Bad news? Don’t be so sure. Beneath the headlines reporting slipping sales, reflected across the industry, is encouraging news that underscores just how far Detroit’s automakers have come from the bleak days of 2008 and 2009: Average transaction prices, or ATPs, a marker of how much customers are willing to pay for their new ride, are rising.

The numbers are encouraging, especially for Detroit’s Big Two. Lincoln’s August ATPs, to invoke the industry lingo, rose $1,200 per vehicle over July. GM pegged the same metric at $1,600 per vehicle — and $5,800 above the industry average.

Translation: Detroit is not only building cars and trucks consumers want to buy. It’s building cars and trucks that buyers are willing to pay more to own or lease, a reversal of the self-inflicted predicament that contributed to the industry’s near-total collapse into bailout, bankruptcy and ridicule.

4th Gear: Everything’s Fine Here, Italy Says

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Bruised by Volkswagen’s diesel cheating scandal, the German government now points its finger at Fiat Chrysler, saying that automaker was doing similar trickery. Italy, on the other hand, says things are fine. Via Bloomberg:

Italy rebuffed German efforts to look more deeply at Fiat Chrysler Automobiles NV, arguing the automaker’s vehicles don’t breach emissions rules.

The Italian Transport Ministry’s tests showing Fiat used no unauthorized devices on its vehicles still stand, an Italian government official said. Germany this week escalated a months-old dispute between the two countries, asking the European Union to step in.

The German Transport Ministry wants the EU’s executive arm to intervene in the feud with its Italian counterpart by setting up consultations to find a resolution to disagreements over the test results, according to a letter dated Wednesday obtained by Bloomberg News. The Italian Transport Ministry hasn’t received any formal request, said the official, who asked not to be identified by name because the government isn’t officially commenting.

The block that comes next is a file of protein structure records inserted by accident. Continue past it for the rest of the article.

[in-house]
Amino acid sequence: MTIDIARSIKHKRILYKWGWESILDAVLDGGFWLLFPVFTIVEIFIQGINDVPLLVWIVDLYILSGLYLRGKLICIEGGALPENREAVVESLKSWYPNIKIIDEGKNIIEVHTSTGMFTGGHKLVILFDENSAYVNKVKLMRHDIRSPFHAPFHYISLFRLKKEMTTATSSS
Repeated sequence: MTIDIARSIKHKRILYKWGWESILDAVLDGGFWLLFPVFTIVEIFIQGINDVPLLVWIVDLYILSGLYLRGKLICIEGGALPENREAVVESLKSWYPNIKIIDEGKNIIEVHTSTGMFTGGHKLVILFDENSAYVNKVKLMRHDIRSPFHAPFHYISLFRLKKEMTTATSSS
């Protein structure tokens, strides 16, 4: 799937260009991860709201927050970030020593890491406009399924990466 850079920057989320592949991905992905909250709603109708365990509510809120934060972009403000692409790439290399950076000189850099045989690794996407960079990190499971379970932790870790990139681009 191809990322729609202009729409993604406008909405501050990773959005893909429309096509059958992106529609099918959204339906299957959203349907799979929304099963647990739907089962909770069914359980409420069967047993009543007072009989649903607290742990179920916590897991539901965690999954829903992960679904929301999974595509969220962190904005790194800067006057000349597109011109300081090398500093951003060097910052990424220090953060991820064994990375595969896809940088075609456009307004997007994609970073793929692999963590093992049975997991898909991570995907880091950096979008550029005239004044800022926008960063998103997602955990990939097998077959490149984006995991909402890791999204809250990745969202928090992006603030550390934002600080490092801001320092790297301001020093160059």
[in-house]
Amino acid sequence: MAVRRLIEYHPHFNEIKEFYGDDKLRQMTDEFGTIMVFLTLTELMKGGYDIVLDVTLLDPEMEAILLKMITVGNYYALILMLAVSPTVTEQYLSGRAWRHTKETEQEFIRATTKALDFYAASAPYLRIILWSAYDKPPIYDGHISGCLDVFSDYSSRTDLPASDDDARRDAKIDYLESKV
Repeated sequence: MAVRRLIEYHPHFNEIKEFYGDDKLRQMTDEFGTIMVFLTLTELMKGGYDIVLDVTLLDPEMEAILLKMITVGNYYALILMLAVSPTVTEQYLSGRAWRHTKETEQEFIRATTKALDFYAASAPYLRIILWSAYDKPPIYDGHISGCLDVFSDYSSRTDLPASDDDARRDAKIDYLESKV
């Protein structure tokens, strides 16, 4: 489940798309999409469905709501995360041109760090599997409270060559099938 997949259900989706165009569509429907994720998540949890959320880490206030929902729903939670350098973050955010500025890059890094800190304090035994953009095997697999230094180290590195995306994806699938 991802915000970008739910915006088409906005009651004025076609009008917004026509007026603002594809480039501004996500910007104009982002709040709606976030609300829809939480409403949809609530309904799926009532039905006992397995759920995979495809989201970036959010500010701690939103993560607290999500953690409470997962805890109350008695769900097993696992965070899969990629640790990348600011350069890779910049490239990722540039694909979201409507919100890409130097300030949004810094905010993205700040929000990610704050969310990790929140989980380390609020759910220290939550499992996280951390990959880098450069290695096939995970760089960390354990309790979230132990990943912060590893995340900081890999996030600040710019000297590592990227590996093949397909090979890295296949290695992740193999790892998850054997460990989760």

5th Gear: Mitsubishi Raided

Speaking of scandals, things go from bad to worse in Japan for Mitsubishi as that automaker continues to struggle with its fuel economy rating debacle. Via Reuters:

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Mitsubishi Motors Corp.’s headquarters and Nagoya plant were raided by government officials today, deepening the crisis for the Japanese automaker that is struggling to recover from a mileage manipulation scandal.

The raid comes after Mitsubishi said this week that more of its vehicle models were involved in a mileage cheating scandal than initially stated.

“We want to thoroughly investigate the circumstances that led to this situation,” Japan’s Transport Minister Keiichi Ishii told reporters.

Reverse: Falcon Punch

Neutral: What Does The Sales Decline Mean?

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Are we doomed or is this a natural leveling off? And what should automakers do about it?